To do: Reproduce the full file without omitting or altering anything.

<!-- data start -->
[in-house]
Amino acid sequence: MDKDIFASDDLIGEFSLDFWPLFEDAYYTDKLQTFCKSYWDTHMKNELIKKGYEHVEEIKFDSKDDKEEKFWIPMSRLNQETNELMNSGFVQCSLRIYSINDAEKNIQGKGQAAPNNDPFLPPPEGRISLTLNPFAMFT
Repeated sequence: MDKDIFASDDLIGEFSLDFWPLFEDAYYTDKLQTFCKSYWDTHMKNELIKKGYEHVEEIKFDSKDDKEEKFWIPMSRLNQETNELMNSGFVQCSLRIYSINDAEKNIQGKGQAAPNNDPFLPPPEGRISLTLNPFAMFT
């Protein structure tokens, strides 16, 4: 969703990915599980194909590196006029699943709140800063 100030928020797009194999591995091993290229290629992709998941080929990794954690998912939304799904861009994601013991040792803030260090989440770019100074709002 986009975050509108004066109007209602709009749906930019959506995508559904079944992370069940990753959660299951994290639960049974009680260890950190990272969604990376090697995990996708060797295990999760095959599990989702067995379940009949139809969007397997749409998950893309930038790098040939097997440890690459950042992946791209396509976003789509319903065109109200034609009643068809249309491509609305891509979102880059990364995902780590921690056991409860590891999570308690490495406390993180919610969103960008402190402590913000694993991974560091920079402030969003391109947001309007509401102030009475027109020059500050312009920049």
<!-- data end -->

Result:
[in-house]
Amino acid sequence: MDKDIFASDDLIGEFSLDFWPLFEDAYYTDKLQTFCKSYWDTHMKNELIKKGYEHVEEIKFDSKDDKEEKFWIPMSRLNQETNELMNSGFVQCSLRIYSINDAEKNIQGKGQAAPNNDPFLPPPEGRISLTLNPFAMFT
Repeated sequence: MDKDIFASDDLIGEFSLDFWPLFEDAYYTDKLQTFCKSYWDTHMKNELIKKGYEHVEEIKFDSKDDKEEKFWIPMSRLNQETNELMNSGFVQCSLRIYSINDAEKNIQGKGQAAPNNDPFLPPPEGRISLTLNPFAMFT
């Protein structure tokens, strides 16, 4: 969703990915599980194909590196006029699943709140800063 100030928020797009194999591995091993290229290629992709998941080929990794954690998912939304799904861009994601013991040792803030260090989440770019100074709002 986009975050509108004066109007209602709009749906930019959506995508559904079944992370069940990753959660299951994290639960049974009680260890950190990272969604990376090697995990996708060797295990999760095959599990989702067995379940009949139809969007397997749409998950893309930038790098040939097997440890690459950042992946791209396509976003789509319903065109109200034609009643068809249309491509609305891509979102880059990364995902780590921690056991409860590891999570308690490495406390993180919610969103960008402190402590913000694993991974560091920079402030969003391109947001309007509401102030009475027109020059500050312009920049």